Abe, Obama set for emotional Pearl Harbor visit
PEARL HARBOR, HAWAII | Japanese Prime Minister Shinzo Abe arrived in Hawaii on Monday to acknowledge the Japanese attacks on Pearl Harbor 75 years ago, landing at Joint Base Pearl Harbor-Hickam in preparation to become the first Japanese prime minister to visit the USS Arizona memorial that honors sailors and Marines killed in the 1941 attack.
On a day when U.S. and Japanese officials announced a deal to ease tensions surrounding the America military presence in Japan, Mr. Abe first visited a memorial to those who died when a U.S. Navy submarine collided with a Japanese fishing vessel 15 years ago.
Mr. Shinzo visited the Ehime Maru Memorial in Honolulu on Monday. Nine boys and men died when the USS Greeneville rammed the Ehime Maru off Oahu on Feb. 9, 2001.
Hawaii Gov. David Ige and U.S. Ambassador to Japan Caroline Kennedy were among those who joined Mr. Abe for the solemn visit. Japan’s former leader Shigeru Yoshida went to Pearl Harbor six years after the country’s World War II surrender, but that was before the USS Arizona Memorial was built.
The USS Arizona Memorial will be closed to the public Tuesday when Mr. Abe visits the historic site, joined by President Obama, who is vacationing in Hawaii with his family.
The importance of the visit may be mostly symbolic for two countries that, in a remarkable transformation, have grown into close allies in the decades since they faced off in brutal conflict. At the same time, it’s significant that it took more than 70 years for U.S.-Japanese relations to get to this point.
Mr. Abe won’t apologize for Japan’s attack when he visits, the government spokesman said earlier this month.
Chief Cabinet Secretary Yoshihide Suga said that “the purpose of the upcoming visit is to pay respects for the war dead and not to offer an apology.”
The visit comes six months after Mr. Obama became the first sitting American president to visit Hiroshima for victims of the U.S. atomic bombing of that city at the end of the same war. Mr. Obama did not offer an apology then either.
Separately on Monday, Japan and the U.S. negotiators in Tokyo announced an agreement in principle on guidelines for limiting immunity from Japanese prosecution for civilian workers at American military bases, following a murder case this year on a southern Japanese island involving a Marine-turned-contractor, officials said Monday.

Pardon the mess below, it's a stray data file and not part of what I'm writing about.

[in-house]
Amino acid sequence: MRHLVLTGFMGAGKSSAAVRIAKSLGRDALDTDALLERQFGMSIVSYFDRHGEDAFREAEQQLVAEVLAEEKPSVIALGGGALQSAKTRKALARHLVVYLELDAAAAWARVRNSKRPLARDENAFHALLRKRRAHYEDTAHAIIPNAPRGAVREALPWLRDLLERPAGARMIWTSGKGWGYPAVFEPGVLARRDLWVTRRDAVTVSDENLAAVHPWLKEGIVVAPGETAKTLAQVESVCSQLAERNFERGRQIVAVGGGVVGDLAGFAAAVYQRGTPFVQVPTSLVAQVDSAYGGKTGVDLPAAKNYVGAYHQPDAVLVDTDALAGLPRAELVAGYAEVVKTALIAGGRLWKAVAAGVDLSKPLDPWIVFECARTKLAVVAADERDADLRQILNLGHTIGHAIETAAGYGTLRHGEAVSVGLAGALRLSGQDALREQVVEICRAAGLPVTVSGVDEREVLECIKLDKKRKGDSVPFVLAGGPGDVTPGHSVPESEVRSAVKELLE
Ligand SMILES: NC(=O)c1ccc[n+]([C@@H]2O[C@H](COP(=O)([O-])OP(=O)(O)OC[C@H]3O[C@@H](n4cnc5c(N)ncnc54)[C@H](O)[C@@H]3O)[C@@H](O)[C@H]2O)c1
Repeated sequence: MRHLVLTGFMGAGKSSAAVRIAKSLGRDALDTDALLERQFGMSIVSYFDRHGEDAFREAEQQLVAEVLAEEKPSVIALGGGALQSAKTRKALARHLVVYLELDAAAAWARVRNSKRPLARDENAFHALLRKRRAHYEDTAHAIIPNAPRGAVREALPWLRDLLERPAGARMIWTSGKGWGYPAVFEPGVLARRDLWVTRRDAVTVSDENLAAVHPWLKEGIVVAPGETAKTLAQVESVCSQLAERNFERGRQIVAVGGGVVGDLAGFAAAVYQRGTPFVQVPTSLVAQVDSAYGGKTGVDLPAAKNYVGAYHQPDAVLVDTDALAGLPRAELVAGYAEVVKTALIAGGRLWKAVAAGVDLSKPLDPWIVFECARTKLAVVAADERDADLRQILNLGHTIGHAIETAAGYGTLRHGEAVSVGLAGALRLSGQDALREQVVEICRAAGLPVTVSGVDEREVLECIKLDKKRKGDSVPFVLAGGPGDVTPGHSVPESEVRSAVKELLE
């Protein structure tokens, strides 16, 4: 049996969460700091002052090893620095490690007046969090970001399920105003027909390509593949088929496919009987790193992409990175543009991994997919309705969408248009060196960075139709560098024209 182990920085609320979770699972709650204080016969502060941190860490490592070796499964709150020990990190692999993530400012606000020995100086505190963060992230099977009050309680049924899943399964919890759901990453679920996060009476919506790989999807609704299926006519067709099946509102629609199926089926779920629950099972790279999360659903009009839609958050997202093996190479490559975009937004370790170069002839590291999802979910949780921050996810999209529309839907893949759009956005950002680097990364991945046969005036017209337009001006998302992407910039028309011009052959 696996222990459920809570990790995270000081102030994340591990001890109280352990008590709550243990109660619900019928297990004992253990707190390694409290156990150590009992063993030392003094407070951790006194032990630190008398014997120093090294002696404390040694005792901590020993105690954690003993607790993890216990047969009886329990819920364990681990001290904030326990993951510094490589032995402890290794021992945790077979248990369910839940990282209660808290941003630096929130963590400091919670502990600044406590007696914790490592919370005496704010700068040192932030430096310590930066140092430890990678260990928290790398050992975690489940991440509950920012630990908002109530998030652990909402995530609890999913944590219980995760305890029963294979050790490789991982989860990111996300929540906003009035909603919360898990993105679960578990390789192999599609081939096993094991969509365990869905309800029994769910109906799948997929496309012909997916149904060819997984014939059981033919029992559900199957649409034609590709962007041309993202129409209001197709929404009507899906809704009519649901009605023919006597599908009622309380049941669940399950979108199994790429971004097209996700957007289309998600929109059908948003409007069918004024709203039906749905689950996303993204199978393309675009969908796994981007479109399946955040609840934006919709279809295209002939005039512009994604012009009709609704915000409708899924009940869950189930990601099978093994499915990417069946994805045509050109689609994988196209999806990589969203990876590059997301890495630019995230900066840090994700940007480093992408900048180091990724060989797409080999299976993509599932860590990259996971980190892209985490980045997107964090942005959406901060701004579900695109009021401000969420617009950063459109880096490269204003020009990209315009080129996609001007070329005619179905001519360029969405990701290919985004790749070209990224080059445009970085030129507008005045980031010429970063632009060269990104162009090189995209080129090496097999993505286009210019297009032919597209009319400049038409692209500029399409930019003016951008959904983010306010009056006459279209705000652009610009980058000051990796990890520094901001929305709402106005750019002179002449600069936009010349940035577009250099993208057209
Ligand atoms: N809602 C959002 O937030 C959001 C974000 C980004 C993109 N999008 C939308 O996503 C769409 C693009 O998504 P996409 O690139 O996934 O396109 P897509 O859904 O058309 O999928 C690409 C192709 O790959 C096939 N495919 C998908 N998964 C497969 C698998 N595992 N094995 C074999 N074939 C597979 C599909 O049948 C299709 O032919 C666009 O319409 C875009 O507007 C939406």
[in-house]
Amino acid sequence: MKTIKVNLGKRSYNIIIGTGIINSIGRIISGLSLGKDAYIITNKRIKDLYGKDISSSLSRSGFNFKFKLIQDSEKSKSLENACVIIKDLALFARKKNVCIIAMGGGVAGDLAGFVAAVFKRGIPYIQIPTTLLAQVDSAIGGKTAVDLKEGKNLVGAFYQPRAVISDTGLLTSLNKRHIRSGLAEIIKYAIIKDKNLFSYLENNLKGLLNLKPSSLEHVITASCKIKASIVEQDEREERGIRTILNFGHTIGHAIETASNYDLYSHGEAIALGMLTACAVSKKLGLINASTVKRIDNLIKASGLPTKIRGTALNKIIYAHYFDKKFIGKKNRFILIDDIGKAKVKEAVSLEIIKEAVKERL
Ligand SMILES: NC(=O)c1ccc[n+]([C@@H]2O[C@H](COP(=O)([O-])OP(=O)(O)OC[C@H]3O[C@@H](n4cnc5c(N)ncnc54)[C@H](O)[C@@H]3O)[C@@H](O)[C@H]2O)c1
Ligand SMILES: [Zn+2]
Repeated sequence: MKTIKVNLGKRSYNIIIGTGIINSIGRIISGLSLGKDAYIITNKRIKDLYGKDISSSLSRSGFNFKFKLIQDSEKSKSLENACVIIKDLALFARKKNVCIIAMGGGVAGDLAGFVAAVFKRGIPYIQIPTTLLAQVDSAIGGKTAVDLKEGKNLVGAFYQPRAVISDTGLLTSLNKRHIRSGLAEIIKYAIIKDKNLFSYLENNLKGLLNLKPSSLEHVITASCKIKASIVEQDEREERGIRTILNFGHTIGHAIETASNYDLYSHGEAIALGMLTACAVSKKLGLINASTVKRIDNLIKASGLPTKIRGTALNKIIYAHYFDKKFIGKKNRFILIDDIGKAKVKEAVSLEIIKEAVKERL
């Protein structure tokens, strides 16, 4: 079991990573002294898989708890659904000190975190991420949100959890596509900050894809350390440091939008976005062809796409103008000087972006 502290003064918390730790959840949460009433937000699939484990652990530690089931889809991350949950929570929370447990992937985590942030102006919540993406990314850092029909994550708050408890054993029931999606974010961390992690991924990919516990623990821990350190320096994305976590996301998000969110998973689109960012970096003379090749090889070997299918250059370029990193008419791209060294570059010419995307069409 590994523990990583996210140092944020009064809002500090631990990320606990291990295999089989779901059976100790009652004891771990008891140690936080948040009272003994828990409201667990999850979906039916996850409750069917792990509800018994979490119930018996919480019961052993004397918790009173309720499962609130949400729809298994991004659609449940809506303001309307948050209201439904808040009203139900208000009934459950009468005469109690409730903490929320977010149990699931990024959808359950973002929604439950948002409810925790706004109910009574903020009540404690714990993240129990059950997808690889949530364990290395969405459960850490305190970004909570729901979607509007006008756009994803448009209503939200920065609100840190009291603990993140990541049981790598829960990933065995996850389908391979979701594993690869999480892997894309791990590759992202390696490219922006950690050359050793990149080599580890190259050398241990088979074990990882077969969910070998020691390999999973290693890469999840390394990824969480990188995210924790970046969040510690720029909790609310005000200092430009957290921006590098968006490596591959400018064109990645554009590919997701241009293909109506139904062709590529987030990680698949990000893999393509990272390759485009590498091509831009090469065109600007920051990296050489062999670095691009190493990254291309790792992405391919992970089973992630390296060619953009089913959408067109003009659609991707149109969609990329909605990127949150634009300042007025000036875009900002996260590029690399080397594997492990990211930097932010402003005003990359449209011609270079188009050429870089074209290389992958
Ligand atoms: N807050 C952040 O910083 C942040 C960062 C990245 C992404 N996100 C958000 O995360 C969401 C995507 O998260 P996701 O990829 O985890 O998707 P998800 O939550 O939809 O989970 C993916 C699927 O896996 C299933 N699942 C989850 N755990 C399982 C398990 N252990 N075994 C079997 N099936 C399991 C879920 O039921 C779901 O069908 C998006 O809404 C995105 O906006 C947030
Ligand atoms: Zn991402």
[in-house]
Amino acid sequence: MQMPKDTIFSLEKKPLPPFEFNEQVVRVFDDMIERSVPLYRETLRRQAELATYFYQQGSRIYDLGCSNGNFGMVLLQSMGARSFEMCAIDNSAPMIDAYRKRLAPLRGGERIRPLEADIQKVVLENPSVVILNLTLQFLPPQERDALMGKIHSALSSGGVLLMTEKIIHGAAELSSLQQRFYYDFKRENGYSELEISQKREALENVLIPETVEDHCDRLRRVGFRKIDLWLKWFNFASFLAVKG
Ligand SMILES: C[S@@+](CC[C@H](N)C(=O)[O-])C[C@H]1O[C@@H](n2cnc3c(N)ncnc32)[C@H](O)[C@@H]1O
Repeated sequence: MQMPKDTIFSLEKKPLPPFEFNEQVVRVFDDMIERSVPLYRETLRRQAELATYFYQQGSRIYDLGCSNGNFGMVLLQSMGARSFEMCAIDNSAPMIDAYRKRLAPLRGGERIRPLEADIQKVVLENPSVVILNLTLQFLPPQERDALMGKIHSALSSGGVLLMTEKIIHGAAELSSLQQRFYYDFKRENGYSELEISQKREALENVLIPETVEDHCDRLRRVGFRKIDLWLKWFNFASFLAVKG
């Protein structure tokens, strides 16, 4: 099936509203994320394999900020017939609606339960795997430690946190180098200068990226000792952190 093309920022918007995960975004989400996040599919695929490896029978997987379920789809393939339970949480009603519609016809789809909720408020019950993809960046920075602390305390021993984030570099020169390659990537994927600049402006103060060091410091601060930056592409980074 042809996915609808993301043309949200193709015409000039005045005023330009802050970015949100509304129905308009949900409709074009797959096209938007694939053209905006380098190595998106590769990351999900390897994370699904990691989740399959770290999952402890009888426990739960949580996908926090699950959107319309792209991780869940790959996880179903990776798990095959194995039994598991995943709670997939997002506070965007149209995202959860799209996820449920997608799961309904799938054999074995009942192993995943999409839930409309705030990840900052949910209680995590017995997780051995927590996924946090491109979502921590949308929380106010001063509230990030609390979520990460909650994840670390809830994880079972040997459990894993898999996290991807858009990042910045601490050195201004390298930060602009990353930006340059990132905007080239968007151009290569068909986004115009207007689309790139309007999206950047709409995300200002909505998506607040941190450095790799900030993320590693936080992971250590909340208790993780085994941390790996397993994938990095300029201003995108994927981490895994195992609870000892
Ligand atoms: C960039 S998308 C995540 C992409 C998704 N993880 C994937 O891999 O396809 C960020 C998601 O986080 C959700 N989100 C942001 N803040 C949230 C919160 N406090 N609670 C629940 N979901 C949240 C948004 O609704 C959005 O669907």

Since July the governments have been negotiating several points concerning U.S. civilian contractors at American bases who are subject to protection under the countries’ Status of Forces Agreement.
Japanese Foreign Minister Fumio Kishida told reporters that the two sides have agreed on how to define what constitutes a “civilian contractor” at an American base and hope to sign the agreement “during President Obama’s term.” He did not give further details.
The May arrest of the base contractor, accused of raping and murdering a 20-year-old woman, renewed outrage on Okinawa, where resentment has been simmering over the island’s heavy U.S. troop presence.
That prompted Tokyo and Washington to try to establish a clearer definition of “civilian base workers.” In July the two sides said base contractors, now described vaguely as having a “civilian component,” will be classified in more specific terms to exclude from preferential treatment those without skills and those who are residents of Japan, like the suspect in the April murder case.
About 50,000 U.S. troops are stationed in Japan under a bilateral security agreement, more than half of them based on Okinawa.
Japanese Prime Minister Shinzo Abe is in Hawaii to visit Pearl Harbor alongside President Obama. Mr. Abe is the first sitting Japanese head of state to do so.